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How to Housetrain Your Rabbit

By: Hsin-Yi Cohen BSc, MA, MSt - Updated: 30 Sep 2012 | comments*Discuss
 
Housetrain Rabbit Bunnies Toilet-train

Many people would like to have their pet rabbits indoors and include them in family activities but worry about any toileting mess their bunnies might make. However, rabbits can in fact be trained to use a litterbox – just like cats – and the process is not as difficult as many believe.

Setting up the litter tray

First make sure that you choose an appropriate litter tray. Check out the selection at your local pet store as litter trays now come in a variety of shapes, styles and sizes. Most of the basic ones for cats can work well for rabbits as well, although you may find ones designed for rabbits, in order to fit into the corner of a cage.

Size is important. The litter tray must be able to fit comfortably into your rabbit’s cage or hutch – if it can’t, then you may need to invest in a bigger cage or hutch. Remember, rabbits must have ample room to stretch, play, eat and use their littler box. At the same time, the litter tray itself should be big enough for your rabbit to lie down in. Rabbits actually like to spend quite a lot of time in their litter boxes so it needs to be spacious enough for them to feel comfortable in. It might mean experimenting with a few different litter boxes to find the right one for your bunny.

Lastly, be very careful when choosing the type of litter: rabbits actually like to munch and chew while they are in the litter tray so make sure the litter is something that won’t harm them if ingested. A simple set-up of newspaper to line the bottom of the tray, covered by timothy hay works very well in many cases. The newspaper will help to absorb any urine and the fresh hay will provide a natural fragrance to mask the odours, as well as being fine for your rabbit to graze on. Just make sure that you clean the box and change the litter regularly. It is crucial that you don’t use any pine wood or cedar shavings – or clumping cat litter – as these can cause severe liver problems or even be fatal if ingested.

Teaching your rabbit to use the litter tray

Just like with puppies and kittens, the key to success in housetraining rabbits is supervision and confinement. In other words, confine him to his cage (with litter tray) when you cannot supervise and keep him in a small play area at all other times where you can watch him easily. Make sure a litter tray is easily accessible at all times. Keep a lookout for the signs that your rabbit is thinking of toileting – such as lifting his tail or heading purposefully into a specific corner and gently but firmly direct him to his litter tray. Only when your bunny is consistently using his litter tray should you gradually increase the area he is allowed in.

Don’t forget to change the litter tray regularly. Rabbits are more likely to soil outside their litter tray if they find it dirty so the more fresh and clean you keep it, the more they will be inclined to use it. Regular cleaning will also have the added bonus of reducing any odours.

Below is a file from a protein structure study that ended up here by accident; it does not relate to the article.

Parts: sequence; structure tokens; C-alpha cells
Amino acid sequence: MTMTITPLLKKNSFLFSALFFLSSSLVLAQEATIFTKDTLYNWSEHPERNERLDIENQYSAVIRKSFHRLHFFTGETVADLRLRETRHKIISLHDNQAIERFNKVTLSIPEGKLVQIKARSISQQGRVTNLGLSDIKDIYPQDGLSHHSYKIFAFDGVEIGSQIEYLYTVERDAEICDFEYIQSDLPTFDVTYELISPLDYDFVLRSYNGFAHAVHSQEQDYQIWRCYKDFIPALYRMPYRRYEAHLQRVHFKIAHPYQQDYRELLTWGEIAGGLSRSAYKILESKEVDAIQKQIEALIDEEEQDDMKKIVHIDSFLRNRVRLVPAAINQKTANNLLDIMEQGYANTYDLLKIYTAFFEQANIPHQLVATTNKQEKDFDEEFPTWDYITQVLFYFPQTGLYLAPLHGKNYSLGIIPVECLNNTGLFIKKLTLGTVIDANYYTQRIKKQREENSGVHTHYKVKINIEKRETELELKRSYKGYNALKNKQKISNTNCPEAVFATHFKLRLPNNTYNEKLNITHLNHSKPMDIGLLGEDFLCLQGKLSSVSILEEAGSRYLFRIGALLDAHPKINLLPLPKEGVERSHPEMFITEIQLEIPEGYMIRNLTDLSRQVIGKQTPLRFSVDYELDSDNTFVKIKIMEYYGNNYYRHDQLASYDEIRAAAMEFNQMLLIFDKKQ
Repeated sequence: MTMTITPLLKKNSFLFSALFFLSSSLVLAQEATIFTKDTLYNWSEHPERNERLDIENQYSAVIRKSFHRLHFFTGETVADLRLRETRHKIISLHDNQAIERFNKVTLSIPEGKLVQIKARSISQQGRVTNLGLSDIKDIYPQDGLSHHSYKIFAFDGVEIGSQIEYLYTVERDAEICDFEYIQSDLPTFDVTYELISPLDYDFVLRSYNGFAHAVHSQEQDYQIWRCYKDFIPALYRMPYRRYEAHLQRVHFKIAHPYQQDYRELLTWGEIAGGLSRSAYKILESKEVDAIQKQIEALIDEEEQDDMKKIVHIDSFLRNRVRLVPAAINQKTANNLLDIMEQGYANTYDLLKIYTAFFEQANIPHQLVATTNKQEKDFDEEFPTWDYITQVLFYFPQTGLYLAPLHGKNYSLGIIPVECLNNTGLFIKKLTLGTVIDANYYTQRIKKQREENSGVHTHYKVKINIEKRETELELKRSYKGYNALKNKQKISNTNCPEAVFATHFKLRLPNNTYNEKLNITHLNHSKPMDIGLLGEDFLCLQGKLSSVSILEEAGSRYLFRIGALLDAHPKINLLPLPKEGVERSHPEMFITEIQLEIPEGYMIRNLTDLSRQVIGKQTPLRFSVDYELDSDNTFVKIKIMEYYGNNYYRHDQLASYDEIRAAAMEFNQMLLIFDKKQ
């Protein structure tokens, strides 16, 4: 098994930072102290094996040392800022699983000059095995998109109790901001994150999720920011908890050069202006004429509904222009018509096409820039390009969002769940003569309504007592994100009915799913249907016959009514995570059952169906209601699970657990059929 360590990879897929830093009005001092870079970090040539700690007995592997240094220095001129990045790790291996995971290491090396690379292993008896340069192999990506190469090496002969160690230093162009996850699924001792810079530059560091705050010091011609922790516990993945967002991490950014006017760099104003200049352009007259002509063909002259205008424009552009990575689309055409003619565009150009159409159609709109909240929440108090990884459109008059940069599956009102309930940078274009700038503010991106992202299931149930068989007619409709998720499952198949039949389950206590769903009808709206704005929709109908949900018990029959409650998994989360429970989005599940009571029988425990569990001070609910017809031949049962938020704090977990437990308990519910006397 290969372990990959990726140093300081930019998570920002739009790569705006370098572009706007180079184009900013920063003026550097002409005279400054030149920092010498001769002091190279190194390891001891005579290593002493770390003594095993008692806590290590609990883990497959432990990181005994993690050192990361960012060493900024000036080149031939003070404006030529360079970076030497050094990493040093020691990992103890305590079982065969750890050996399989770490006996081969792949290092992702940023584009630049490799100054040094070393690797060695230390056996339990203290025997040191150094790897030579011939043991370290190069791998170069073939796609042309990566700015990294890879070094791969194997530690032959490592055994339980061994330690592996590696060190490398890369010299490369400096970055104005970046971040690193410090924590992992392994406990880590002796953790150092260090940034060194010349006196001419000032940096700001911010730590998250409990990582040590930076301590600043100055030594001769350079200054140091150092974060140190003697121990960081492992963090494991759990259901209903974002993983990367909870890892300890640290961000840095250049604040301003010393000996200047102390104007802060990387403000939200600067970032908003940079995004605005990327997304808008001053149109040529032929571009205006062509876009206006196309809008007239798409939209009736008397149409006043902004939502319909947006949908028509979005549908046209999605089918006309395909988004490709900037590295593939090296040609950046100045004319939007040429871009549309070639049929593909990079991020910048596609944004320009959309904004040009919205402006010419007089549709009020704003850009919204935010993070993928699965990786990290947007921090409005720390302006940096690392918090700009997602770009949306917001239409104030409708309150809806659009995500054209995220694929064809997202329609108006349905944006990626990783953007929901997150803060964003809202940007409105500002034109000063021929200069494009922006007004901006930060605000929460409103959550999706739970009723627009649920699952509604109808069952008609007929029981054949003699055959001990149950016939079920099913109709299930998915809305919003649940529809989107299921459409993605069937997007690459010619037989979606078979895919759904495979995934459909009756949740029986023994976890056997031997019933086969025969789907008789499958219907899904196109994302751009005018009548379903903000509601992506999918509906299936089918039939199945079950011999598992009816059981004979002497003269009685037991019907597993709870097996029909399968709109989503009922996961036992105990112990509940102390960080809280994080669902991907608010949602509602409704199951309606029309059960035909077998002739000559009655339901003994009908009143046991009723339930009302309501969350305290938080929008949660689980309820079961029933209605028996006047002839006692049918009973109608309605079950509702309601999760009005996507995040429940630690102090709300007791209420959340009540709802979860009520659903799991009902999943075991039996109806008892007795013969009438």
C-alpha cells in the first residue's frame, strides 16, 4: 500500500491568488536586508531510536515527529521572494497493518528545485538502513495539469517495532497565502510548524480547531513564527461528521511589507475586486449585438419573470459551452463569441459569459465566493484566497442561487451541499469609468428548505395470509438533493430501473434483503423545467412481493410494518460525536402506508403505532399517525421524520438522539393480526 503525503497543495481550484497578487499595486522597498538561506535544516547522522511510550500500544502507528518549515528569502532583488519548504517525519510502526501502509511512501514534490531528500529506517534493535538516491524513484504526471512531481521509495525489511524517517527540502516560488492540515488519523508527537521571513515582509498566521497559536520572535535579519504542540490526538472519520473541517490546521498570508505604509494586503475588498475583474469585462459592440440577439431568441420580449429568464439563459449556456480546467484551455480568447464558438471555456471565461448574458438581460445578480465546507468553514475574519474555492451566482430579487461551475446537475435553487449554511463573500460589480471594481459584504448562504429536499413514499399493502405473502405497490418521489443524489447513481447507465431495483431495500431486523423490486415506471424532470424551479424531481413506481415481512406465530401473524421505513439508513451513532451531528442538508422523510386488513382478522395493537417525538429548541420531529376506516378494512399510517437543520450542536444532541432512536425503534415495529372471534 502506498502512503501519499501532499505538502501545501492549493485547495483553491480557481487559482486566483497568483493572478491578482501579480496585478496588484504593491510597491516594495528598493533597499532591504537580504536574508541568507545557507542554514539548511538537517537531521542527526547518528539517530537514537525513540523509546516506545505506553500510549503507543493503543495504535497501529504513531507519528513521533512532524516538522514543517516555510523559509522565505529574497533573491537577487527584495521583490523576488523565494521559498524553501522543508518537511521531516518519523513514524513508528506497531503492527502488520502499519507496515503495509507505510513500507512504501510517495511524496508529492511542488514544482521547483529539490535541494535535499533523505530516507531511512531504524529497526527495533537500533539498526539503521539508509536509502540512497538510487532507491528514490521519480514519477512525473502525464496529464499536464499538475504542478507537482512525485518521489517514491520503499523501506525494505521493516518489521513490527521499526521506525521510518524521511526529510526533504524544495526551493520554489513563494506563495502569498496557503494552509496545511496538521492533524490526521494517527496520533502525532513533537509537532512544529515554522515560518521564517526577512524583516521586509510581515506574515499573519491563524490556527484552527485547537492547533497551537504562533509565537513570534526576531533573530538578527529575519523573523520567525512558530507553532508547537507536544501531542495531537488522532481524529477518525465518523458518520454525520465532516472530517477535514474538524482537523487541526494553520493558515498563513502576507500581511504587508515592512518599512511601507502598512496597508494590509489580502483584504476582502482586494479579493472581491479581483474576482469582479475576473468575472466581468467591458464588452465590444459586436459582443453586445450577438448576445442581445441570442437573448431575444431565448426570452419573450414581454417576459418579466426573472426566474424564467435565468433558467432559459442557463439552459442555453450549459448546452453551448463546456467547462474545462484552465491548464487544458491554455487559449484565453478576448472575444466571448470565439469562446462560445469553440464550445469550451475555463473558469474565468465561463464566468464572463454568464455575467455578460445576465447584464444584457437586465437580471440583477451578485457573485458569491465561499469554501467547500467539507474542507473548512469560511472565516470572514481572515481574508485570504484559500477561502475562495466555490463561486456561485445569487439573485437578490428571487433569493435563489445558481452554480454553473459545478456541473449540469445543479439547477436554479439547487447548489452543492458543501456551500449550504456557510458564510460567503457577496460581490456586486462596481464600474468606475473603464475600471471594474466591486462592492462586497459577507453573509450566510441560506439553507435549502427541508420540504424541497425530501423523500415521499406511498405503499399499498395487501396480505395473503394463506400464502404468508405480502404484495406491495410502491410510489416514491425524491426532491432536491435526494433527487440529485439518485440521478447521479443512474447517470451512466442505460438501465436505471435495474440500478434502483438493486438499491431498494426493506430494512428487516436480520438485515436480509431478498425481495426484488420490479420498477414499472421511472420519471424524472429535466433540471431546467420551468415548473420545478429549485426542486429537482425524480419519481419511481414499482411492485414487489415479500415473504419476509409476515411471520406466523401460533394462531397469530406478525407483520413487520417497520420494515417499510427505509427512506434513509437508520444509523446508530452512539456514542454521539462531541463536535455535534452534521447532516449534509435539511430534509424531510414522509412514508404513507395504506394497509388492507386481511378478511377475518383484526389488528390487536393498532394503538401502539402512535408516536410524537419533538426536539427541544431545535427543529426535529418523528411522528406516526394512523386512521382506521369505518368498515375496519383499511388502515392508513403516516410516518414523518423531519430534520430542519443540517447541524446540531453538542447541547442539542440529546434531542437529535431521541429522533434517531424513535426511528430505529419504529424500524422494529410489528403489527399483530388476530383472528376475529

Finally, try to follow your rabbit’s preferences – for example, if you notice that he always prefers to toilet in a certain corner, place the litter tray there. This simple act can make a big difference to how fast your rabbit learns to use his litter tray.

Troubleshooting

Some rabbits can take a bit longer to grasp the concept of house training and may need a little help. If you find that you have been following all the steps listed above and your bunny is still having accidents, consider placing multiple litter boxes in his environment. This will often provide the extra hint needed to help him make the connection.

Remember that rabbits can be easily stressed by changes in their routine – for example, if you move house, add another pet to your family or even if their cage mate dies. In such circumstances, it is normal for your rabbit to have a few setbacks or even forget their house training – often it is the only way they can express their distress. Just be patient and repeat the steps you did in the beginning, confining and supervising him again until he is using his litter tray regularly again.

Finally, if there haven’t been any major changes and your rabbit suddenly starts having accidents when he was previously fine, it may be worth taking him to the vet for an examination as there are several health-related problems which may interfere with normal toileting function. These include things like urinary tract infections, bladder stones and kidney disease, which can cause your rabbit to lose control of his bladder or bowels. In such cases, veterinary treatment may be required to help get your rabbit back on track.

Final Tips

A few things can help when it comes to house training rabbits – first, bunnies that have been neutered or spayed are usually much easier to house train than those that have not be spayed, as adult rabbits will have a strong tendency to mark their territory. Secondly, young bunnies may take longer to house train than adult rabbits so you may require more patience and understanding during the learning process.

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